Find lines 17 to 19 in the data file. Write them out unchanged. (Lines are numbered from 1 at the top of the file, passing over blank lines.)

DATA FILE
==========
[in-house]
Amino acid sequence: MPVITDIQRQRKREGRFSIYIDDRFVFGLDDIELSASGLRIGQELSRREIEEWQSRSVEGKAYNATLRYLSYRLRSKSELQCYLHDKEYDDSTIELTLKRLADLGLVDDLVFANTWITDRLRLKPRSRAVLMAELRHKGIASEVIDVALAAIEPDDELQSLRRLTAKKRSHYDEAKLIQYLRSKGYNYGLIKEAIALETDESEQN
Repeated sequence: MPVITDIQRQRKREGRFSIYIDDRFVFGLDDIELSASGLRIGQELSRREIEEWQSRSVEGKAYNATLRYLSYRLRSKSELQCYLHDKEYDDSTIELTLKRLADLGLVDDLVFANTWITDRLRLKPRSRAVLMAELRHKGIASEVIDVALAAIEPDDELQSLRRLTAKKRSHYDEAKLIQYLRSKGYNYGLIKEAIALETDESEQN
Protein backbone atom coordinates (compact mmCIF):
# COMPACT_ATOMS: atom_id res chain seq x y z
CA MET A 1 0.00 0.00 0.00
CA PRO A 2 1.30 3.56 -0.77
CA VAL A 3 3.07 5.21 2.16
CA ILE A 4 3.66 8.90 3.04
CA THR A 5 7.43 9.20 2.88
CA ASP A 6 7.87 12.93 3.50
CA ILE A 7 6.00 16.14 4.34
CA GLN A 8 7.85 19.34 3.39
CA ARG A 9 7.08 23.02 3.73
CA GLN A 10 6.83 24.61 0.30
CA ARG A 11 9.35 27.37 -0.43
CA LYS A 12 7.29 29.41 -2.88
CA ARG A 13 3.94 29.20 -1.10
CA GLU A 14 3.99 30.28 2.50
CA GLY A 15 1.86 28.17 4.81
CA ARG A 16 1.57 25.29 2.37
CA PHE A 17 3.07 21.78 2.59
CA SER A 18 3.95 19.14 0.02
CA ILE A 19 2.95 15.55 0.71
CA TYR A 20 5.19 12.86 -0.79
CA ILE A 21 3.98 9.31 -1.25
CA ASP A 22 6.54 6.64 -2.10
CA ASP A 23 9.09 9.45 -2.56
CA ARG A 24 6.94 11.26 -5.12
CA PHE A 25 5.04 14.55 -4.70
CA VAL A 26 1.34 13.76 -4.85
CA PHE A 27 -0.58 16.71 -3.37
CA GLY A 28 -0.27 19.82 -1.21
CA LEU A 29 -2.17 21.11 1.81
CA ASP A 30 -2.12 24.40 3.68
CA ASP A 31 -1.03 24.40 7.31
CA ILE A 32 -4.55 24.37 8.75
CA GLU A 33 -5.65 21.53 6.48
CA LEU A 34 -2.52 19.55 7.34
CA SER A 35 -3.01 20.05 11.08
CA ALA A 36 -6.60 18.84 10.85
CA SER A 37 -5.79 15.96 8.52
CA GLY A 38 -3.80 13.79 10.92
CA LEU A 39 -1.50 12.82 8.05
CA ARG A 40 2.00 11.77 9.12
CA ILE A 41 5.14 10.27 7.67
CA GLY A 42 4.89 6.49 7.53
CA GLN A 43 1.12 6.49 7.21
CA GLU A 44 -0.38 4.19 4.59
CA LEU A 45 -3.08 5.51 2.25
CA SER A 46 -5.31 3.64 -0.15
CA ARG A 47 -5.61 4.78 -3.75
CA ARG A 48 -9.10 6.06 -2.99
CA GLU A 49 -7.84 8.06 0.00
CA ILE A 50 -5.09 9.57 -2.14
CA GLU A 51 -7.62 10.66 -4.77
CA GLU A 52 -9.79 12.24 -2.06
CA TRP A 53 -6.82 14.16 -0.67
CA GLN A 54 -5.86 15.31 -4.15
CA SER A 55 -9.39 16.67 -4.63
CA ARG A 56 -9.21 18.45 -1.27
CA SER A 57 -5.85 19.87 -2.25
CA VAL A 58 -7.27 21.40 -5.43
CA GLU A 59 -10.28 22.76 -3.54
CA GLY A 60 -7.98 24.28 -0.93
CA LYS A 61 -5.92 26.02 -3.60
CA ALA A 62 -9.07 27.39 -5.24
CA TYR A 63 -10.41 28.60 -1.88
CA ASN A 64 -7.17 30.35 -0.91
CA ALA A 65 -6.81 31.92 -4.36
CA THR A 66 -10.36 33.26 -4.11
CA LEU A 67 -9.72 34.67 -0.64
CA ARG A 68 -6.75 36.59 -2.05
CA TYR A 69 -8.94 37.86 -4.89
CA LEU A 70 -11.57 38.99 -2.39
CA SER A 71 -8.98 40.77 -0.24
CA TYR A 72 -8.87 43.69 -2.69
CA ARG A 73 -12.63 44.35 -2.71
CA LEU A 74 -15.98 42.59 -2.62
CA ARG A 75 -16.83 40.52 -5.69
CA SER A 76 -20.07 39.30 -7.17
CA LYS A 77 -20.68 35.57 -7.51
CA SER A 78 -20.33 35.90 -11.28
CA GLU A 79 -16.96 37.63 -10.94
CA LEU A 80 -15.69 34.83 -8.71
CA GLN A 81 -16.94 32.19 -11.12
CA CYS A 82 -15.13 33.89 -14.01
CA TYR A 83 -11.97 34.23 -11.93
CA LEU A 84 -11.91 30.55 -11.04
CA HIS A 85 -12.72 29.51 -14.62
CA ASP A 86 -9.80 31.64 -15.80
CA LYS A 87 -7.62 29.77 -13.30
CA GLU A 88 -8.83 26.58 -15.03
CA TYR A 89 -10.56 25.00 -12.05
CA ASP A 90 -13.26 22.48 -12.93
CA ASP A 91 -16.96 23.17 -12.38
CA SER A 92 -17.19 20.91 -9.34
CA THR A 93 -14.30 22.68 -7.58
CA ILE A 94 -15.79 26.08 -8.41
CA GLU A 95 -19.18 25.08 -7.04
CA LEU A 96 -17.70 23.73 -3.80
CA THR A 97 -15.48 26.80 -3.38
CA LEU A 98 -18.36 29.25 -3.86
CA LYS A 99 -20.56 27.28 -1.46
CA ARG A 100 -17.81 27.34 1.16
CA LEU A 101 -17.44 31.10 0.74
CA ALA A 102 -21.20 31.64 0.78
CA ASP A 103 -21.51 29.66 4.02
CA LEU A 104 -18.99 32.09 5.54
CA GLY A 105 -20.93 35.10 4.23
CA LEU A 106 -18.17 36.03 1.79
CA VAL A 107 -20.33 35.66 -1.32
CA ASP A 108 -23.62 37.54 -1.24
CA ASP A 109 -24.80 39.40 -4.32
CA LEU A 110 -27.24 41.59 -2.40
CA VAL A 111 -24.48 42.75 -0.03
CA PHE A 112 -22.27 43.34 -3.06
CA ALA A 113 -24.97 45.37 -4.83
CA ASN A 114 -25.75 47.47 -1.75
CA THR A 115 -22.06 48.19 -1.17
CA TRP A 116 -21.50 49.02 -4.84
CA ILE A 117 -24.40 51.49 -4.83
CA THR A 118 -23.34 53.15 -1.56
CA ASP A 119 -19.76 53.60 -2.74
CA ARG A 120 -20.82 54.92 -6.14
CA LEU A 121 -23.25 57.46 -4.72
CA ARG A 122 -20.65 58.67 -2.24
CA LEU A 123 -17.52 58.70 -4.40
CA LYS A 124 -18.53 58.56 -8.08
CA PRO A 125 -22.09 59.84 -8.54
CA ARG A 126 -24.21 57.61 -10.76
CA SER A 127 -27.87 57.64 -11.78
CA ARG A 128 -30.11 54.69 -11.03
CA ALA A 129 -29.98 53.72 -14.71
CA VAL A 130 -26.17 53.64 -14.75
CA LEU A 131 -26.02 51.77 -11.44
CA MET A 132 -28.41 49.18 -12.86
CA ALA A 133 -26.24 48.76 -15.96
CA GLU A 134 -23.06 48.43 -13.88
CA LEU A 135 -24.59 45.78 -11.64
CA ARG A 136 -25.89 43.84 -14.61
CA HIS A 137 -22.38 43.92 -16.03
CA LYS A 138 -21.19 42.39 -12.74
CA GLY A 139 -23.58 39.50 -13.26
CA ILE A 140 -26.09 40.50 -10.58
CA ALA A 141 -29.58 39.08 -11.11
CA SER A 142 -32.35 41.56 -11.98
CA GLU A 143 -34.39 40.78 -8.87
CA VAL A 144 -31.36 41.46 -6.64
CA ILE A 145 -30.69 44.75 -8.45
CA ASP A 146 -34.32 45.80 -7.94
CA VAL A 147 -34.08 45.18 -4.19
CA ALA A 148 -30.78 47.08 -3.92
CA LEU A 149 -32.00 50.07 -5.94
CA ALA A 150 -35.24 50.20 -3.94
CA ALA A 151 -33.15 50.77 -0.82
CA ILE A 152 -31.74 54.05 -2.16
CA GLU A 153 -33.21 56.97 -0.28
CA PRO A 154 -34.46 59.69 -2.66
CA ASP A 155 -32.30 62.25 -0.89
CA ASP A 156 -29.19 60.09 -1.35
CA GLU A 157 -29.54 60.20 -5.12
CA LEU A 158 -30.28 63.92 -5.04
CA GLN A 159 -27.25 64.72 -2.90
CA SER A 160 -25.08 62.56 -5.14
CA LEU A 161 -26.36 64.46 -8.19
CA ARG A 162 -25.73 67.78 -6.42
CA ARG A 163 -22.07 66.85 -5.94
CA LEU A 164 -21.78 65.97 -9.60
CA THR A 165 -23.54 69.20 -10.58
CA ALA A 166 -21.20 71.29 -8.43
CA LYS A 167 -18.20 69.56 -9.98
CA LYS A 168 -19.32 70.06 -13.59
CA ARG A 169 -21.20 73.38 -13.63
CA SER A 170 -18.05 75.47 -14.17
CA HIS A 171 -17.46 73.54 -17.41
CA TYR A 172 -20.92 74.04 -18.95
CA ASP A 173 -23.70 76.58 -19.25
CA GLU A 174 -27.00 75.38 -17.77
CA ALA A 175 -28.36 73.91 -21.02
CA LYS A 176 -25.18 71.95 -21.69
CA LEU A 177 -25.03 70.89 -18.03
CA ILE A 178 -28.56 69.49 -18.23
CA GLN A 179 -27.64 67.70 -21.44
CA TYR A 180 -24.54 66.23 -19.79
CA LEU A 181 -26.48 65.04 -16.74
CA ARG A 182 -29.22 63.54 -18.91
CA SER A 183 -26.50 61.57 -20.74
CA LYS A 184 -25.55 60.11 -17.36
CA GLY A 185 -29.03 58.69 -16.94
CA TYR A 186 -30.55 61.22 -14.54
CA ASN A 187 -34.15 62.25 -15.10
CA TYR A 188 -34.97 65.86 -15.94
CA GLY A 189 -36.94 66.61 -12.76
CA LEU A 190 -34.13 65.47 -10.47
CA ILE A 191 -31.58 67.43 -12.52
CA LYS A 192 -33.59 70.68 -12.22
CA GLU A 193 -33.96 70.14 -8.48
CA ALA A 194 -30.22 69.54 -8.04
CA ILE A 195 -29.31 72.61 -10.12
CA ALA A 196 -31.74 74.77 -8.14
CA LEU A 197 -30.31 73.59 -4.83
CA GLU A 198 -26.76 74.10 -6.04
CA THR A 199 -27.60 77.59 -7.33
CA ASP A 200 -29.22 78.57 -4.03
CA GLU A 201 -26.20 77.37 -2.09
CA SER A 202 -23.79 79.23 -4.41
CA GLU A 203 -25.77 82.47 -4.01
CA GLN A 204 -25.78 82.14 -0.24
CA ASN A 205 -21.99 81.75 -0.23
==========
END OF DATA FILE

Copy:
CA LYS A 12 7.29 29.41 -2.88
CA ARG A 13 3.94 29.20 -1.10
CA GLU A 14 3.99 30.28 2.50